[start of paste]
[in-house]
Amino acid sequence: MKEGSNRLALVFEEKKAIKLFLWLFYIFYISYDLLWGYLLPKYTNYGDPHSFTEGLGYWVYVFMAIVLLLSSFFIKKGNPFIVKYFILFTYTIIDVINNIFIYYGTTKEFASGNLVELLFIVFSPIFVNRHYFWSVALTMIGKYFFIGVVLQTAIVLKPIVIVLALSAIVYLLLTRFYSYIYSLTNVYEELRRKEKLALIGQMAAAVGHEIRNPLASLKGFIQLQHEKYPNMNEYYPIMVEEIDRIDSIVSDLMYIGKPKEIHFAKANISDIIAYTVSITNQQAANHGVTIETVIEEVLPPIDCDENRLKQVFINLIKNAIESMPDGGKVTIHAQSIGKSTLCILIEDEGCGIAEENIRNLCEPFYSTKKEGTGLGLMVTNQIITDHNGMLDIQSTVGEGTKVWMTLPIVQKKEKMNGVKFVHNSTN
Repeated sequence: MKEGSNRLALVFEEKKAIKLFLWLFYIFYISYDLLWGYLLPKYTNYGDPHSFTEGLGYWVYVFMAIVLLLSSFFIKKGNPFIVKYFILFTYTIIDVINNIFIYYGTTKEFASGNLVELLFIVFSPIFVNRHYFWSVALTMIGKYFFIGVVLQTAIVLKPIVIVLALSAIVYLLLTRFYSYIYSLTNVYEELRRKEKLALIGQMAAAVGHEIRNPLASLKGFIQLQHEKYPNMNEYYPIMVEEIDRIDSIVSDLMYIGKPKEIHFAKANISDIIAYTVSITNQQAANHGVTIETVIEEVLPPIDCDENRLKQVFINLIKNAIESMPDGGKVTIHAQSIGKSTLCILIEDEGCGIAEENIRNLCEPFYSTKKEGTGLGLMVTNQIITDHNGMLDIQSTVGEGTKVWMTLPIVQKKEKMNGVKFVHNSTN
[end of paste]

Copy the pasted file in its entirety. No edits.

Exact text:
[in-house]
Amino acid sequence: MKEGSNRLALVFEEKKAIKLFLWLFYIFYISYDLLWGYLLPKYTNYGDPHSFTEGLGYWVYVFMAIVLLLSSFFIKKGNPFIVKYFILFTYTIIDVINNIFIYYGTTKEFASGNLVELLFIVFSPIFVNRHYFWSVALTMIGKYFFIGVVLQTAIVLKPIVIVLALSAIVYLLLTRFYSYIYSLTNVYEELRRKEKLALIGQMAAAVGHEIRNPLASLKGFIQLQHEKYPNMNEYYPIMVEEIDRIDSIVSDLMYIGKPKEIHFAKANISDIIAYTVSITNQQAANHGVTIETVIEEVLPPIDCDENRLKQVFINLIKNAIESMPDGGKVTIHAQSIGKSTLCILIEDEGCGIAEENIRNLCEPFYSTKKEGTGLGLMVTNQIITDHNGMLDIQSTVGEGTKVWMTLPIVQKKEKMNGVKFVHNSTN
Repeated sequence: MKEGSNRLALVFEEKKAIKLFLWLFYIFYISYDLLWGYLLPKYTNYGDPHSFTEGLGYWVYVFMAIVLLLSSFFIKKGNPFIVKYFILFTYTIIDVINNIFIYYGTTKEFASGNLVELLFIVFSPIFVNRHYFWSVALTMIGKYFFIGVVLQTAIVLKPIVIVLALSAIVYLLLTRFYSYIYSLTNVYEELRRKEKLALIGQMAAAVGHEIRNPLASLKGFIQLQHEKYPNMNEYYPIMVEEIDRIDSIVSDLMYIGKPKEIHFAKANISDIIAYTVSITNQQAANHGVTIETVIEEVLPPIDCDENRLKQVFINLIKNAIESMPDGGKVTIHAQSIGKSTLCILIEDEGCGIAEENIRNLCEPFYSTKKEGTGLGLMVTNQIITDHNGMLDIQSTVGEGTKVWMTLPIVQKKEKMNGVKFVHNSTN